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Six 2.5” High-Capacity Notebook Hard Drives

Samsung Spinpoint M8 HN-M500MBB (500 GB) And HN-M101MBB (1 TB)

Samsung targets the mobile computing and notebook market with its 2.5“ Spinpoint M8 family. You can choose between four different storage sizes: a 1 TB flagship (HN-M101MBB) and 750 GB model feature two 500 GB platters, whereas the 500 and 320 GB models only employ one platter. The manufacturer does not specify its storage density, but mentions AF support and the capacity increase enabled by AF.

Samsung sent us two Spinpoint M8 disks for this round-up, the HN-M500MBB (500 GB, $55 street price) and HN-M101MBB (1 TB, $90 street price).

Apart from the different capacities and platter configurations, all Spinpoint M8 models are identical. They have an 8 MB cache, a SATA 3Gb/s interface, and a 5400 RPM spindle. Compared to the M8’s predecessor, Samsung claims to have increased performance by about seven percent through a combination of AF and a higher-clocked SoC (system on chip) controller.


The performance of both Samsung notebook hard disks is average. The 500 GB model has a slightly higher sequential data rate than the 1 TB one, achieving a read rate of 84.7 MB/s and a write rate of 84.6 MB/s, which is quite good. It’s not good enough for the top spot, however, as Western Digital’s Scorpio Blue WD10JPVT is faster.

The 1 TB Samsung Spinpoint M8 loses out to its smaller sibling, sporting read speeds up to 79.9 MB/s and writes as fast as 79.7 MB/s, topping Hitachi’s Travelstar 5K750. If your main focus in choosing a 1 TB notebook hard disk is performance, the Western Digital Scorpio Blue WD10JPVT will serve you better.

Compared to 7200 RPM drives, the Samsung disks offer lower power consumption. According to its data sheet, the Spinpoint M8 draws 2.2 W while in use and 0.7 W when it’s idle. Our tests confirm the idle power number, and demonstrate between 1.2 and 2.6 W for a disk in use.

  • arpitnathany
    On the western digital hard disk page the Western Digital Scorpio Black WD7500BPKT is mentioned as 750 TB please correct it.

    Nice article as a whole
  • arpitnathany
    On a lighter note I would love to have a 750 TB drive at that price
  • acyuta
    Good to have all the latest data in one place. Wish Dell had put in the 750GB Scorpio Black instead of 750GB Momentus in my XPS15.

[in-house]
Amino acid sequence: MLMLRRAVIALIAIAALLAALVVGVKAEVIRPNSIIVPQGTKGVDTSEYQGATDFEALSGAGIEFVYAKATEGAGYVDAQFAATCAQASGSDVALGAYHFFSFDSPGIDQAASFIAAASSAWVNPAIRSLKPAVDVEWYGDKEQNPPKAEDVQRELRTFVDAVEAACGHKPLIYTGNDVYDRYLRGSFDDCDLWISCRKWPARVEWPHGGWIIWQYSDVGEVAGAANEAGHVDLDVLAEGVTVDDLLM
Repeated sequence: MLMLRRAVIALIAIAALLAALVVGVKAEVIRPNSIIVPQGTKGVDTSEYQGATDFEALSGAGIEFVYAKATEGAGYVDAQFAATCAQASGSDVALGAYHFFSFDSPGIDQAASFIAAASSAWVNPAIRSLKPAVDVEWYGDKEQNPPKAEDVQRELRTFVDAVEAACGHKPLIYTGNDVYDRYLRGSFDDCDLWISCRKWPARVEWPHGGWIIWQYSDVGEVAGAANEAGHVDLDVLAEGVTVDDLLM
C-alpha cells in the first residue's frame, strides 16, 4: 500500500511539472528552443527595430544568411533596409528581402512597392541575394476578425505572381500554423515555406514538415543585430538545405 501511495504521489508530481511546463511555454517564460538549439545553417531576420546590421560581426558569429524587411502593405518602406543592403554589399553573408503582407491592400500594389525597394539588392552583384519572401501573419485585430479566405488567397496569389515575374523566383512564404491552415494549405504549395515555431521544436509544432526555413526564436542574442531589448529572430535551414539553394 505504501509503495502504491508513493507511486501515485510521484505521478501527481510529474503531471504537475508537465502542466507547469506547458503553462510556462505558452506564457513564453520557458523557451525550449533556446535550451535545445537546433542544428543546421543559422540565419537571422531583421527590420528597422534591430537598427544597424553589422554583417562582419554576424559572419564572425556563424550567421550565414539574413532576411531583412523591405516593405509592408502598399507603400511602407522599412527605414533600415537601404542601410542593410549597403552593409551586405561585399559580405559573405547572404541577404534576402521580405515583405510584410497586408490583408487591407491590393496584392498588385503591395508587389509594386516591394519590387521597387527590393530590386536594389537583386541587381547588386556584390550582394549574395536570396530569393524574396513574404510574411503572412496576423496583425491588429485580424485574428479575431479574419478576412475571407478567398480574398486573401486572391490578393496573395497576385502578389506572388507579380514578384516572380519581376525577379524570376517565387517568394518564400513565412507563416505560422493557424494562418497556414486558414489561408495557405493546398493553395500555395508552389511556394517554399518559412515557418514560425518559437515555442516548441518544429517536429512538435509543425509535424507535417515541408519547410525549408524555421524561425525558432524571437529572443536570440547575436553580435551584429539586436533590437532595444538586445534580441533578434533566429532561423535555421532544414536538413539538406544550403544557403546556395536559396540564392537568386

One minor point: good to know that i7-920 is now part of Sandybridge. Can you check???
  • JeTJL
    Wonder how well these things survive the drop test. If they can survive a fall that a SSD can sustain then I'll be up for it. Other than that wish higher capacity SSDs become cheaper.
  • Zero_
    Talk about a bad time for a hard drive comparison...
  • howardp6
    GoFlex is a Seagate disk product line not Western Digital
  • AppleBlowsDonkeyBalls
    Western Digital hard drives sound good in theory for laptops, but they're not. I would never use one unless they fix a fatal flaw.

    What flaw? The fact that the hard drive automatically goes to sleep (parks its head) after eight seconds of inactivity, and since this is hardwired into the firmware it completely dismisses what you set in your Power Options in the Windows 7 Control Panel. Why is this bad? Because if the HDD is inactive for more than eight seconds it needs to unpark its head, and that creates a very noticeable lag when launching applications or working with files because the process takes a few seconds to complete, not to mention it puts more stress on the HDD mechanics.

    Unless it's simply for a storage drive where you don't care about performance I recommend you go with Seagate, Hitachi, or Samsung for laptop HDDs instead.
  • cadder
    Current prices are a bit higher than what is mentioned in the article, actually pretty scary:

    Hitachi 750GB $140-160
    Samsung 1TB $220
    WD 750GB $160
    WD 1TB $230
  • ewood
    yeah prices are way off
  • youssef 2010
    I'd go with the WD Scorpio Black